Thursday, January 8, 2009

Pan Am Building


I cannot call it the MetLife Building, not to save my life. It was, and to me it still is and always will be, the Pan Am Building. Going up the escalators from the main hall of Grand Central Station, you'd reach the top, circulate through the revolving doors, pass a newsstand on your right, the bank of elevators, and eventually you'd reach Zum Zum, the breakfast (or lunch) counter run with efficiency by Edda, the middle-aged Polish waitress who always had a smile for her regulars. For a time, that included my father, and me. We'd perch on the stools and order eggs (him), or French toast (me), and we'd talk to each other and to Edda. I remember her as being short, a little stocky but not plump, and as having short blond hair. I could be wrong. I'm sure she had an accent, but I can no longer hear it in my mind. At Christmastime, she would purchase silk-thread ornaments (the basic globes you could buy in sets in a drug store and that came in bright solid colors of red, green, gold, white, and royal blue). She'd buy long pinhead needles, sequins, and colored beads, and create elaborate baubled patterns by threading the tiny sparkling "gems" onto the needles and pushing them deep into the ornaments. She gave many of these to our family, and each year they still grace our trees. She lived, I think, in New Jersey, and maybe she still does. I think my father stayed in touch with her for a while, even after there was no more Pan Am, no more Zum Zum. My father worked for Pan Am at two different times, once in the early 1970s and the other in the mid-1980s, leading up to the company's hostile takeover and ousting of top executives. It was sad what happened to Pan Am—its history was rich; its pioneering of passenger aviation was a study of luxury and good taste (that's certainly a bygone era!). It's my opinion that the company was originally brought down, as many are, by labor-management disputes and by greed (this was the first shoe falling, the other was to come a short time later). My father was a bit of an oddball in the company, being neither a shady business/teamster type nor a former military pilot as some others were. It's a cutthroat business, the airline industry. But most who worked at Pan Am knew a passion for the airline, and the Manhattan skyline is an eyesore now with the MetLife logo atop the historic, squashed-octagonal building of the early 1960s that used to be PA headquarters. After my father left the company, I had occasion to work there for a summer and then during my first winter break from college. This was in 1988, and yes, I was at work in the building on December 21, when Clipper Maid of the Seas, Flight 103 from London to NYC (a flight I myself had taken many times), was blown from the sky over Lockerbie, Scotland. I worked in the Customer Service department, which I remember as being on the fifth floor of the building, going up the right-hand bank of low-rise elevators, if you were entering the building from the north, and my main task was to code complaint letters for possible compensation. (There were some pretty bizarre requests, and I had many ways at my disposal to reply in the negative, though they tended to be generous with legitimate issues.) I remember the switchboard area lighting up, the gloom that fell over the office as word of the tragedy spread. No one could focus, everyone eager for that day to end so that we could get home to our families and hold someone tightly, or be held. It was a long hour and twenty minutes up the New Haven Line on Metro-North for me that rush hour, up to my parents' house in Connecticut and back to my dad, who would know what this day had been like, who knew the layout of the office I had sat in while the phones continued to ring, families of victims trying to get news through our department. These calls were redirected, but every one was like a nail in the heart, even to me, sitting in my cubicle space with no phone, just a stack of letters. That was, I suppose, the other shoe dropping. The company was already flying empty planes, and things got worse. Bit by bit, Pan Am was sold for scrap to other airlines, and eventually the logo on the top of the building that presided over Grand Central and rose high above Park Avenue, came down. Today, I travel through Grand Central on a regular basis, and I often walk past the place where Zum Zum used to be. I remember the family drama when my father became a casualty of the company takeover; I remember Lockerbie, of course. But there were wonderful times, then, too, and I am fond of the building, still: the Pan Am building, thank you very much.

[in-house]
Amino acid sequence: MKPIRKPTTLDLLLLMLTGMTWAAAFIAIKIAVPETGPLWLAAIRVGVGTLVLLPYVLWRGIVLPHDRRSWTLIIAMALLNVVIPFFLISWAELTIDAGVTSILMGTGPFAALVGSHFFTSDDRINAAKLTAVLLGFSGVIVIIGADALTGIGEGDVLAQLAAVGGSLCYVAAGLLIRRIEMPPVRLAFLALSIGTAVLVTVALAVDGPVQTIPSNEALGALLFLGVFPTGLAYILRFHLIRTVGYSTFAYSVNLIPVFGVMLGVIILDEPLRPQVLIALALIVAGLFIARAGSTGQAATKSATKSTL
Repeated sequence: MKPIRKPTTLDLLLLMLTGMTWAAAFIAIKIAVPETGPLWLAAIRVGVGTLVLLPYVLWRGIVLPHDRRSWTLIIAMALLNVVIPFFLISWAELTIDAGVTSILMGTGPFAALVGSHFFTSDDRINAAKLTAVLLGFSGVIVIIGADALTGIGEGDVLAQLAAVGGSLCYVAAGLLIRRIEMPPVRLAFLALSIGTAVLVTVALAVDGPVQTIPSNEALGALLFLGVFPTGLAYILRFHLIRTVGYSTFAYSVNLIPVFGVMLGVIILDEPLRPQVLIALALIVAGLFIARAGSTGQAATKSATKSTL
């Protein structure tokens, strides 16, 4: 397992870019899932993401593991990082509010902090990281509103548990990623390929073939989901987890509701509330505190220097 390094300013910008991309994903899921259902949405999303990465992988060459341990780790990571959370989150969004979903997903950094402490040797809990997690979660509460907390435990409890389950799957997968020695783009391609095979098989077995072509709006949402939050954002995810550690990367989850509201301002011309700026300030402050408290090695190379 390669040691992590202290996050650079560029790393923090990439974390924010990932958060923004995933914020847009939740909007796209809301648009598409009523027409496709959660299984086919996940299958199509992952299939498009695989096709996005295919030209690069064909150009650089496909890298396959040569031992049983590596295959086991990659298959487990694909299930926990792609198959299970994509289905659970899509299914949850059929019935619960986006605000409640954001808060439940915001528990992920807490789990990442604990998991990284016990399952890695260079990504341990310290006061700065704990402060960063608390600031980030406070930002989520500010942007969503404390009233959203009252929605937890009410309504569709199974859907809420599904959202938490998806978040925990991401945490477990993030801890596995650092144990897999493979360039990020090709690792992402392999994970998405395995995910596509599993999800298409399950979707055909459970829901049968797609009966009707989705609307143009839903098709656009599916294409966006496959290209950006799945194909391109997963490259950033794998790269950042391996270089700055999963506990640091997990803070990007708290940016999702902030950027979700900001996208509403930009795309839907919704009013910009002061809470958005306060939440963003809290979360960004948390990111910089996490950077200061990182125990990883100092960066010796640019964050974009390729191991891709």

1 comment:

  1. I still call it that too, to the consternation of my daughters, who don't quite get my rambling explanation!

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